It looks like an ordinary black, comfy chair, perfect for a relaxing hour or two in front of the television.
After the smartphone, the intelligent watch promises to become the latest hi-tech trend, allowing wearers to peek at messages and even take calls without touching their phones.
Men and women handle stress differently. Most people probably would agree with that statement, but researchers at Michigan Technological University are pinpointing the physiological reasons behind what is, indeed, fact.
Supersonic Austrian skydiver Felix Baumgartner was faster than he or anyone else thought during his record-setting jump last October from 24 miles (38 kilometers) up.
A new app based on technology designed at Simon Fraser University is helping runners to more effectively – and enjoyably – reach and maintain their pace or heart rate goals.
It's that time of the year when the line for an elliptical machine at your local gym stretches a bit longer thanks to freshly motivated folks who've resolved to start 2013 by shedding pounds and shaping up. Why wait to work ...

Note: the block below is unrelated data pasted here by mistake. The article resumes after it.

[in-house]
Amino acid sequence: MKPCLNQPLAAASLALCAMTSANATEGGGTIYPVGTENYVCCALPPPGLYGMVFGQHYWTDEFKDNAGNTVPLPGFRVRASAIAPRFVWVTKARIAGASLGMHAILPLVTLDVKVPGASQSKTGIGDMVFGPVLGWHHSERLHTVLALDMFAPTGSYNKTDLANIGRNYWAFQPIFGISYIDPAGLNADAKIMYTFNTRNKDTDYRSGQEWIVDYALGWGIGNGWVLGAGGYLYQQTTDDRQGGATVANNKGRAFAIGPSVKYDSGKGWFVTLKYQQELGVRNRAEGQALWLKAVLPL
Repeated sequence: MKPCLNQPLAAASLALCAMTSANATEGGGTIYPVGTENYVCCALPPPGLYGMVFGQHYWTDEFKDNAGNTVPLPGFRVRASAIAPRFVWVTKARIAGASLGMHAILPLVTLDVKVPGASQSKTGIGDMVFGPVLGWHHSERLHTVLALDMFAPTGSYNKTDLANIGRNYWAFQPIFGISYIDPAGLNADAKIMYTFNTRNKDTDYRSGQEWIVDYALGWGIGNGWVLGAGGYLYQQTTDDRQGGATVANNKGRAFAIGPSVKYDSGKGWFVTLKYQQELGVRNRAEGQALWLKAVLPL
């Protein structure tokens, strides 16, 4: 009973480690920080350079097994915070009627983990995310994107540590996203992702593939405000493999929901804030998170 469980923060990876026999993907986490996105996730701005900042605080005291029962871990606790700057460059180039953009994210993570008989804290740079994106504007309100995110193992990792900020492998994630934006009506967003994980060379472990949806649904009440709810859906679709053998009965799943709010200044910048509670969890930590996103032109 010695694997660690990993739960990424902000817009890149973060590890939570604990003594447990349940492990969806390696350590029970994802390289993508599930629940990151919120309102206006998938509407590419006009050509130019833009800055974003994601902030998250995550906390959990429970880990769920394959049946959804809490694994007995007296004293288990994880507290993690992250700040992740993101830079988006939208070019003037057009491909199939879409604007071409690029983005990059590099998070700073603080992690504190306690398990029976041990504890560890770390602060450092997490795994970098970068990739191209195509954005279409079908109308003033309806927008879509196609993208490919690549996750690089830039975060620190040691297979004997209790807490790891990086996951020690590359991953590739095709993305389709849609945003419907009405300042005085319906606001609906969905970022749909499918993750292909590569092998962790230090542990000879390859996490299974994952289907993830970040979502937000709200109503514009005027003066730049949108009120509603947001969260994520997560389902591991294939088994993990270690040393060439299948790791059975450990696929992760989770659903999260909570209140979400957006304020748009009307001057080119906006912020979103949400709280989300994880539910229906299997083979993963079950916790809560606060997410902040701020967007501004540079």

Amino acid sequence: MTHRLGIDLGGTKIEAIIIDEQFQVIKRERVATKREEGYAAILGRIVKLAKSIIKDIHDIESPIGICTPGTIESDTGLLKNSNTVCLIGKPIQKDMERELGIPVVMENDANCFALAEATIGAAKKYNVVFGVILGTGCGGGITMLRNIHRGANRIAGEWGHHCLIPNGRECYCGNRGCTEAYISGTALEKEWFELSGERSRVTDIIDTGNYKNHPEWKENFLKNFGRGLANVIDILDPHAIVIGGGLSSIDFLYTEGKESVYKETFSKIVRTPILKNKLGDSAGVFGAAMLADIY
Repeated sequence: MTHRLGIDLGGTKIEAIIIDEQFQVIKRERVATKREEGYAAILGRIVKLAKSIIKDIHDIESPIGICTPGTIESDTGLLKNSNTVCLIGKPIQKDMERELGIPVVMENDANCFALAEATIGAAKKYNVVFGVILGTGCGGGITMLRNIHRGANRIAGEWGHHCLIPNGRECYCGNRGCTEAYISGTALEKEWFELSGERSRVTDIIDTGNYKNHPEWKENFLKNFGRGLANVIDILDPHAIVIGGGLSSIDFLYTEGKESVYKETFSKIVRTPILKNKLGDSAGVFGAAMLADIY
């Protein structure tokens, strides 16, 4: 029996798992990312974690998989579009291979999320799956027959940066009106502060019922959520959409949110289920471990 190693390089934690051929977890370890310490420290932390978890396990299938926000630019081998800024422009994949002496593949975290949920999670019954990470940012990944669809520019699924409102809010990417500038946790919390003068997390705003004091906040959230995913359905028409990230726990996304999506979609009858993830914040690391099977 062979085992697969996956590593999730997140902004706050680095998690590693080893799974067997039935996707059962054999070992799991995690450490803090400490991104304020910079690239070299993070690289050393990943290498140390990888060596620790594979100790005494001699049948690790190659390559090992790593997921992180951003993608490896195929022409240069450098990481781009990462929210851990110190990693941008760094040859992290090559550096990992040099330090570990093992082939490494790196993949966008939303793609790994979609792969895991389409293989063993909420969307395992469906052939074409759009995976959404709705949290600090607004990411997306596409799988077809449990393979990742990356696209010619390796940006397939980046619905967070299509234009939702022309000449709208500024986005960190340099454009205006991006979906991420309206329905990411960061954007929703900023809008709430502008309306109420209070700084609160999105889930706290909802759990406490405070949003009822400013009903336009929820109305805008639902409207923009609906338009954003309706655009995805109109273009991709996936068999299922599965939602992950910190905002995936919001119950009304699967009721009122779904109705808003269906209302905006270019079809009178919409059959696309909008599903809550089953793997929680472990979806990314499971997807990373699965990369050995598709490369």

(Phys.org)—Researchers are developing a smartphone platform that enables careful monitoring of lifestyle to pinpoint and help avert triggers for stress and negative emotion.
A Murdoch University PhD candidate envisions a future in which everyone wears a low-energy sensor to monitor their health – and he's doing the computing work to make it a reality.
Every parent worries about their baby. They worry while it's eating, while it's playing—and especially while it's sleeping. But a new device created by BYU students may help parents rest easier while their baby sleeps.
A recent study examined people's bodily responses while watching presidential campaign ads - and discovered another way that people avoid political information that challenges their beliefs.